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Re: Automated Reference Counting (Was: Disappointed by GNUstep)

From: Richard Frith-Macdonald
Subject: Re: Automated Reference Counting (Was: Disappointed by GNUstep)
Date: Tue, 8 Feb 2022 12:40:06 +0000

> On 8 Feb 2022, at 11:01, David Chisnall <> wrote:

>   I could write significantly simpler code that ran faster using 
> Objective-C++ and ARC than I could without either and GNUstep would not 
> accept the less-buggy and faster option.  Refactoring code to make it less 
> maintainable so that it could compile with an old compiler and spending time 
> finding bugs that are impossible by construction with ARC felt like a 
> complete waste of my time.

Well that could be a bit misleading: while GNUstep policy has not accepted 
breaking the portability of existing code it has never prohibited the addition 
of new non-portable features (though obviously portable is preferred).
GNUstep has always encouraged contributions, and new contributors often have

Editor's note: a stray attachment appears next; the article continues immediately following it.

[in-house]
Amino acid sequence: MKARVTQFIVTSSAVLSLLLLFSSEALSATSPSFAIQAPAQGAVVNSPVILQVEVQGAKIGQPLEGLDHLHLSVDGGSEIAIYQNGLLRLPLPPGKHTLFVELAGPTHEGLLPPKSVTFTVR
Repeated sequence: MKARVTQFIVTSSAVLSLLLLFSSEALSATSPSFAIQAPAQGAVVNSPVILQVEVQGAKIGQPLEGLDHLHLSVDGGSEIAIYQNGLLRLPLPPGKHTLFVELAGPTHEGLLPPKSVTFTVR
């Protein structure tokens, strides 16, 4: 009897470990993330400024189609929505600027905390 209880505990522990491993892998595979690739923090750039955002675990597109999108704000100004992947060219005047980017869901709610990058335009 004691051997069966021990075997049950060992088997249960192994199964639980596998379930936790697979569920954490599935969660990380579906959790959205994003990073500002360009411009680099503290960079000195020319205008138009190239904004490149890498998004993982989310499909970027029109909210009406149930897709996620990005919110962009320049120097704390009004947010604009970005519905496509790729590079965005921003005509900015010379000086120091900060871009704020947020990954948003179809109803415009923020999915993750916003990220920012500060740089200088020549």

specific areas of expertise allowing them to contribute valuable code, but lack 
the expertise to make that portable. 
This has mostly been a factor with the windows/unix divide, where we would 
welcome an implementation of a new class for one platform (and work on or hope 
to get a contribution of another implementation of the other later), but we 
have compiler-specific areas of code too.
There's a big difference between what is preferred (fully portable code for all 
features) and what is acceptable/unacceptable.   We are conservative about 
keeping existing code working on existing platforms, but very liberal about new 

So the issue about moving to clang here is about a process/timescale for 
potentially refactoring existing core code in ways which would depend on clang.

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